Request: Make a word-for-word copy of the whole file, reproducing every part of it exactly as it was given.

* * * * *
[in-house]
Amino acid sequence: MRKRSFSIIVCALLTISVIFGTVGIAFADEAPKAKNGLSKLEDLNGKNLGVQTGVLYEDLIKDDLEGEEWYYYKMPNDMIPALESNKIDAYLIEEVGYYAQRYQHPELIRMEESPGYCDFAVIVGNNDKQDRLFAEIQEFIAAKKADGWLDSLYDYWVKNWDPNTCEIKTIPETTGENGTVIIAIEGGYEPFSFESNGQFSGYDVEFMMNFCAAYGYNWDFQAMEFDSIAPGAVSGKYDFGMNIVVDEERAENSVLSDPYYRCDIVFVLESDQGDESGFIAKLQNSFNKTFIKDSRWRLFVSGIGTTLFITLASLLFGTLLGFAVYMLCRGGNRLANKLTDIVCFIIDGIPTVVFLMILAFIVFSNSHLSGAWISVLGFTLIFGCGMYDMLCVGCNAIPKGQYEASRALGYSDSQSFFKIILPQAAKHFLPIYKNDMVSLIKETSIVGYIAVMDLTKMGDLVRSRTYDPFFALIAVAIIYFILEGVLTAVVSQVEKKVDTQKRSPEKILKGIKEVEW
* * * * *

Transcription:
[in-house]
Amino acid sequence: MRKRSFSIIVCALLTISVIFGTVGIAFADEAPKAKNGLSKLEDLNGKNLGVQTGVLYEDLIKDDLEGEEWYYYKMPNDMIPALESNKIDAYLIEEVGYYAQRYQHPELIRMEESPGYCDFAVIVGNNDKQDRLFAEIQEFIAAKKADGWLDSLYDYWVKNWDPNTCEIKTIPETTGENGTVIIAIEGGYEPFSFESNGQFSGYDVEFMMNFCAAYGYNWDFQAMEFDSIAPGAVSGKYDFGMNIVVDEERAENSVLSDPYYRCDIVFVLESDQGDESGFIAKLQNSFNKTFIKDSRWRLFVSGIGTTLFITLASLLFGTLLGFAVYMLCRGGNRLANKLTDIVCFIIDGIPTVVFLMILAFIVFSNSHLSGAWISVLGFTLIFGCGMYDMLCVGCNAIPKGQYEASRALGYSDSQSFFKIILPQAAKHFLPIYKNDMVSLIKETSIVGYIAVMDLTKMGDLVRSRTYDPFFALIAVAIIYFILEGVLTAVVSQVEKKVDTQKRSPEKILKGIKEVEW